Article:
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September 11th, 2013 RUTH BROWN | Q & A
 

Hotseat: The Third Degree

A climatologist describes how global warming will alter the wine industry.

dish_ebaddeley2_3945ILLUSTRATION: Elizabeth Baddeley
Gregory Jones can see the future…of booze. A climatologist at Southern Oregon University, Jones is an expert in why wines taste the way they do in the places they do. But as global warming recalibrates the world’s wine regions, he has set his sights on figuring out how those wines will taste 50 years from now, when all the polar bears are dead and Mount Hood has been transformed into a year-round water park. So what will happen to the humble Oregon pinot when we crank up the mercury? Jones let us peek into his crystal ball.


WW: Has the wine industry been receptive to the whole climate-change idea?

GREGORY JONES
IMAGE: Jeremy Speer
Gregory Jones: Climate change is not an immediate threat. It’s not like you’re walking down an alleyway, somebody running at you with a knife. It’s really a slow-rolling event, and a lot of people have a hard time understanding what the threat is because there’s a time factor to it. If I tell someone, “You need to be concerned about your business in 10, 20, 30, 40 years,” it’s less of an issue than the bug that’s in their vineyard this week causing them all kinds of grief. So it’s a real challenge for climate change in general, because we humans sit here and say, “A degree and a half—that’s great, it just means I have a better time at the beach in summer.” It’s a really small number to humans, it’s almost imperceptible. But for ecosystems, 1 degree has magnitudes of difference in terms of impact.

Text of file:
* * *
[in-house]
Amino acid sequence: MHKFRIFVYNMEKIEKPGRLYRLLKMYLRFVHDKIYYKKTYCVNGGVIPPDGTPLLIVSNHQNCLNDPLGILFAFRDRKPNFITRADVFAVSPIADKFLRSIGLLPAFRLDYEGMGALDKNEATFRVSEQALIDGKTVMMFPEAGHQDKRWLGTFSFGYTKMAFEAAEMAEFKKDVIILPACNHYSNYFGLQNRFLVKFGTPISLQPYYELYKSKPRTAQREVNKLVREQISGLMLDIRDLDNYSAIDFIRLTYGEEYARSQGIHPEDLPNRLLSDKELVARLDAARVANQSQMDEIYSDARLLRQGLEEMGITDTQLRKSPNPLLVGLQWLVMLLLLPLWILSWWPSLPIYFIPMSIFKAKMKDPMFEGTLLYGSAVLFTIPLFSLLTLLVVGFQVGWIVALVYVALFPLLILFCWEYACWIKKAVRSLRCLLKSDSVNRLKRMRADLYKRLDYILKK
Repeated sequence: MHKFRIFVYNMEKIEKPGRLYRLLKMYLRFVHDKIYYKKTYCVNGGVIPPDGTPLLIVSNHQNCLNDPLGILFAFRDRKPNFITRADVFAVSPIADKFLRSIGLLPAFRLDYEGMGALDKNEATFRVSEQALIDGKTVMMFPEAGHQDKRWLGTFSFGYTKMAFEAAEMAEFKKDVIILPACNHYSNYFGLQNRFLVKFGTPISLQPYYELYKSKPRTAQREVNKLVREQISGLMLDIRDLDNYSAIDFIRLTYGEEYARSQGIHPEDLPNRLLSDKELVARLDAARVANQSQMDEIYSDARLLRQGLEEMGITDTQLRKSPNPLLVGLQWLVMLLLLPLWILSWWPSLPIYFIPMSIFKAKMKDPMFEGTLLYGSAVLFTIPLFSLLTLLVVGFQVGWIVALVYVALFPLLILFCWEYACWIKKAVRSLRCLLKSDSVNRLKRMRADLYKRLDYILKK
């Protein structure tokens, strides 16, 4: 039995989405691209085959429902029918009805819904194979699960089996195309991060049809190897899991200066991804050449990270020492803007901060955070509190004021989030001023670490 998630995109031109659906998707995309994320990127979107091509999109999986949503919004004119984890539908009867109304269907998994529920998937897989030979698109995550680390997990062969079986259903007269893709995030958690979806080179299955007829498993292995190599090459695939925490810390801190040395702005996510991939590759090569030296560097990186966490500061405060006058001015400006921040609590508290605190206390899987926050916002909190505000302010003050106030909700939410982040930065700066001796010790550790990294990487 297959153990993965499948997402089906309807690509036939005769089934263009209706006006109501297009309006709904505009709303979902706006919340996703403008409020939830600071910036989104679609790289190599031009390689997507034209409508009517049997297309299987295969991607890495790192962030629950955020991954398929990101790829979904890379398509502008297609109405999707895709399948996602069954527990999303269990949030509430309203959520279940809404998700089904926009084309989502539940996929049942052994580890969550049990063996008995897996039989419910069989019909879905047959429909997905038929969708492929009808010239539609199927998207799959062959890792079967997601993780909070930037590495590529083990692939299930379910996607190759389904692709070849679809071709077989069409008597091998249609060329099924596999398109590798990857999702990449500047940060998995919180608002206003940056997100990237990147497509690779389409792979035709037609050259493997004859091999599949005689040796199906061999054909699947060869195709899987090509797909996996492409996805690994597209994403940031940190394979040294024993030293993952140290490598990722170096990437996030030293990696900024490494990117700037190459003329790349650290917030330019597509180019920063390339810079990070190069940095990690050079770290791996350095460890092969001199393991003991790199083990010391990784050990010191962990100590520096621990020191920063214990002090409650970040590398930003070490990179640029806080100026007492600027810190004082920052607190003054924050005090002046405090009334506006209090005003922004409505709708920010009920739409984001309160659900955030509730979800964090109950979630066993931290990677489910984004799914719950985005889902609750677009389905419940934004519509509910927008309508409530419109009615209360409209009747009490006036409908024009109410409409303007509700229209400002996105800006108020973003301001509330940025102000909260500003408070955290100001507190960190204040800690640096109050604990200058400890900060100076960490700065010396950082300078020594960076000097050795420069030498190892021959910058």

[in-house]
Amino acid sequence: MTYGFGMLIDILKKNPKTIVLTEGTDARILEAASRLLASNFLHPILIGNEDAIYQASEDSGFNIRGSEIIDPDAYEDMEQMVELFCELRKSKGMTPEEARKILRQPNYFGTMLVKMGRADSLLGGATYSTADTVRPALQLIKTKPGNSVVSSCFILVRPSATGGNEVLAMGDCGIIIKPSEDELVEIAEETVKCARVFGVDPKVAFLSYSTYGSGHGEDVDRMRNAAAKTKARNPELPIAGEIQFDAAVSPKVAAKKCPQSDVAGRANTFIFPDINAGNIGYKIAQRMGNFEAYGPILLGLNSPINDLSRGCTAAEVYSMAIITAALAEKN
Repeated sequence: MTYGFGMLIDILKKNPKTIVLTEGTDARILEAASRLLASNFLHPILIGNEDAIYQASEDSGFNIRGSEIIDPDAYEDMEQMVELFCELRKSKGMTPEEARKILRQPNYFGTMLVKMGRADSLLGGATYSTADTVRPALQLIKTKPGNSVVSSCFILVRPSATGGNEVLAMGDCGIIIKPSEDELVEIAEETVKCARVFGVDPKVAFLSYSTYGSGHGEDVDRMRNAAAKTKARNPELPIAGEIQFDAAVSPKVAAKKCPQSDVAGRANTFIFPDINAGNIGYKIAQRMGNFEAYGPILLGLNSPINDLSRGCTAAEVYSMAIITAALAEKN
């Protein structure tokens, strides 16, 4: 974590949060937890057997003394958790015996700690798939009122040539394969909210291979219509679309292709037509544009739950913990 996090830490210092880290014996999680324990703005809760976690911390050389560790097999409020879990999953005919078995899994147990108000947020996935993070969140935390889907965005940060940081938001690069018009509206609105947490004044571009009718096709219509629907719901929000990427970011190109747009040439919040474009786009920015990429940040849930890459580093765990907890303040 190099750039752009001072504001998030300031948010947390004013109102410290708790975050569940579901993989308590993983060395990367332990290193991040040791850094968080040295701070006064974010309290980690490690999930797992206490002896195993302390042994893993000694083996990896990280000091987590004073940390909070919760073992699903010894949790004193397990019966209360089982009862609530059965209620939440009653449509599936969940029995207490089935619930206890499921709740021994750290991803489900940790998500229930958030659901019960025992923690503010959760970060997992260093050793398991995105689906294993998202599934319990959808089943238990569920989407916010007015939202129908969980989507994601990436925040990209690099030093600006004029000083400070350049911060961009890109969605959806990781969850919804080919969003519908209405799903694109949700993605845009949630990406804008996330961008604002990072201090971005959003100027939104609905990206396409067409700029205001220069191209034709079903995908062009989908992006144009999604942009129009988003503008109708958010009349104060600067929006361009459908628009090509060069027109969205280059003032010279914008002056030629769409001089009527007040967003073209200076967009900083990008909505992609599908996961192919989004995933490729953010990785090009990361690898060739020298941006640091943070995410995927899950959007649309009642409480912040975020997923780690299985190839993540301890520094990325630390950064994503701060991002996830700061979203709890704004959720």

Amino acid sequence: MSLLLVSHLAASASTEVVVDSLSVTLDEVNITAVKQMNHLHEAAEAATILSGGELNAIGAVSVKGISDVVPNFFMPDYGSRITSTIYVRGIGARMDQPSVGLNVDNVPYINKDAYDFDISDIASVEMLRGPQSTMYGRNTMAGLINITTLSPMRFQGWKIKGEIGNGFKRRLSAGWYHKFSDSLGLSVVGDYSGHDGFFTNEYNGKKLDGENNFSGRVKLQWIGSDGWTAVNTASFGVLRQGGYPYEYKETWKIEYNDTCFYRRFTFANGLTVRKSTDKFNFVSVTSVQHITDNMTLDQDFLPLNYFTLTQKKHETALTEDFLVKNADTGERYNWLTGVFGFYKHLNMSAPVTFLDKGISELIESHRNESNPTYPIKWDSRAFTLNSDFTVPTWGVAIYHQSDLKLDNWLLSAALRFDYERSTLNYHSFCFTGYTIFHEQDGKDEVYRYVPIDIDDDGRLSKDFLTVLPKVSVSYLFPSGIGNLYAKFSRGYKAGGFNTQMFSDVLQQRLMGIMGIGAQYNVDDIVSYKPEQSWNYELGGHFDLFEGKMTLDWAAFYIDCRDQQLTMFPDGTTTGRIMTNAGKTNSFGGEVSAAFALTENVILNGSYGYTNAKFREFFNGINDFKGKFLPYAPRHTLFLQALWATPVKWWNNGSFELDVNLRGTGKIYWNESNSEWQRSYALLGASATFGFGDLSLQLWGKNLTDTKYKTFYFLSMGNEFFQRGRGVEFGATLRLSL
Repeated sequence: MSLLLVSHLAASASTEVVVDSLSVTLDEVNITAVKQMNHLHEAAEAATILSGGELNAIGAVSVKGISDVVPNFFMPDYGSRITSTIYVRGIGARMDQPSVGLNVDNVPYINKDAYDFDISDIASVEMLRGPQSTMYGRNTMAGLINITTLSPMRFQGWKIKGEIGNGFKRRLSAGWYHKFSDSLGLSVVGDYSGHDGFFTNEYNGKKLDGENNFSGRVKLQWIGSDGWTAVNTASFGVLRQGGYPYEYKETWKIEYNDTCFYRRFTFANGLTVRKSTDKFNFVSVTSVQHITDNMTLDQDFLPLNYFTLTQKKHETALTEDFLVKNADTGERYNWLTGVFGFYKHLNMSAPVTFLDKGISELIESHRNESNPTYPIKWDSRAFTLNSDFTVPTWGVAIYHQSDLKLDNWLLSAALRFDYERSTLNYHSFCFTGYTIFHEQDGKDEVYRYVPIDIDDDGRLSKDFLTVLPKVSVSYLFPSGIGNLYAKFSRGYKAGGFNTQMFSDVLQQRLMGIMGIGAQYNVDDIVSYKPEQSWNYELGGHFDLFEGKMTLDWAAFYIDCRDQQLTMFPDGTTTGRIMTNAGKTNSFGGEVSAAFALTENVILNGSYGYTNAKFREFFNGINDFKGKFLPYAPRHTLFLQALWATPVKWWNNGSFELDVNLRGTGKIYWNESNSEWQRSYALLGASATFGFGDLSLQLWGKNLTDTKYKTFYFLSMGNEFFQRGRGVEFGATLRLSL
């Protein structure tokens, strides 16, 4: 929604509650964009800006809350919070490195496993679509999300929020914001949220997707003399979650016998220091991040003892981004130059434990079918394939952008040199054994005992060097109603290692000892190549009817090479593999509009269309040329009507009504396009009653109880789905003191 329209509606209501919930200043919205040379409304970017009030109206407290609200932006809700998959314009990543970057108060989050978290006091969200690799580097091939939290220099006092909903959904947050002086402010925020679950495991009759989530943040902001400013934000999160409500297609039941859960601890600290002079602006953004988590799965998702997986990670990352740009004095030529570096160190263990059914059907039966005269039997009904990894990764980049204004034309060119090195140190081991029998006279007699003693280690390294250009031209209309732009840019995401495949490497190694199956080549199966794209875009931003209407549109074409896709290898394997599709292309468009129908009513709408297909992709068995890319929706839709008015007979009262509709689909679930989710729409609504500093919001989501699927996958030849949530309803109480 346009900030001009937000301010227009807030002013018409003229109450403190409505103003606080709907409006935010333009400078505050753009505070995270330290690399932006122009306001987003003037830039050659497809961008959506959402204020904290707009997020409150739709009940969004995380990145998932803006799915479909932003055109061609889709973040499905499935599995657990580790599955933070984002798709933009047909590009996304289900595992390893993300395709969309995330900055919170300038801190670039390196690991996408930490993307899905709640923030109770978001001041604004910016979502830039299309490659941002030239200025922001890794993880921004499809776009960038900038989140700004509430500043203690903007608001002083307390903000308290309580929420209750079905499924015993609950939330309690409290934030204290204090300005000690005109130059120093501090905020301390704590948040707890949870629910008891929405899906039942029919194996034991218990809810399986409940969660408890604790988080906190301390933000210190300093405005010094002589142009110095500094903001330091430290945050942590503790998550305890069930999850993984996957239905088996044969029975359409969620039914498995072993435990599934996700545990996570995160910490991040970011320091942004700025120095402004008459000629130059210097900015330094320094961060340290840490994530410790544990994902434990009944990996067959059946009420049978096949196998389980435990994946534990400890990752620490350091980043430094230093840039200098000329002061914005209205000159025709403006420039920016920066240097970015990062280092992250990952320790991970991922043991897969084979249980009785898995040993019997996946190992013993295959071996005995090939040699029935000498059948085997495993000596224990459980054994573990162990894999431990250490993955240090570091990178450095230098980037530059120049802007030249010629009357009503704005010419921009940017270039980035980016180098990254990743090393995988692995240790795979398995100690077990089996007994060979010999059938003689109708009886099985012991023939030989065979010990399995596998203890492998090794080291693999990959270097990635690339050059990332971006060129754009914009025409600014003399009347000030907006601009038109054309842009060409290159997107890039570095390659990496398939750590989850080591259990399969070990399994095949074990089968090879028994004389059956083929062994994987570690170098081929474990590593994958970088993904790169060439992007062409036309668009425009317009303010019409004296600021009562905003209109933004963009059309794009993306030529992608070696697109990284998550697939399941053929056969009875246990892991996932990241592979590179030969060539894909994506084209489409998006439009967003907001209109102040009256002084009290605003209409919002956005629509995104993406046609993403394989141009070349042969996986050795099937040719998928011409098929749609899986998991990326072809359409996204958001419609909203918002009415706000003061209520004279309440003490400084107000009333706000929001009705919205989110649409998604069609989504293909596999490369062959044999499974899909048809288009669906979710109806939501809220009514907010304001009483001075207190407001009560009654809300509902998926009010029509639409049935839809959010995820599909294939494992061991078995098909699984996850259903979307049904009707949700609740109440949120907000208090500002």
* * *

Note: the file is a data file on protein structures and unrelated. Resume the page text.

What can we expect to see in Oregon wines as the climate changes?

In the 1950s and ’60s, when people began looking at Oregon, many within West Coast wine production said Oregon was just too cold. It was too risky. And it was. If you take some of the data from the 1950s and ’60s, you would arguably see there was too much climatic risk—in terms of frost, rain and not enough heat to ripen fruit. Yet there were still people who came here, and they took the risk and they were the pioneers. In the 1970s, you were lucky to get one good year out of four or five. Today it’s flipped: you get four or five out of five. And it doesn’t mean there’s still not challenges, but the baseline conditions for growing grapes in Oregon today are completely different.

If climates continue to change at the same rate they’ve changed over the past 50 years, then we’ll be in a completely different place. The cool-climate production areas of the Willamette Valley will likely be able to grow and ripen warmer climate varieties than they do today. The warmer regions like Eastern Oregon or Southern Oregon will, of course, move up that ladder even further to be consistent with some of the warmest varieties that are being grown today, [such as] cabernet sauvignon, syrah, malbec.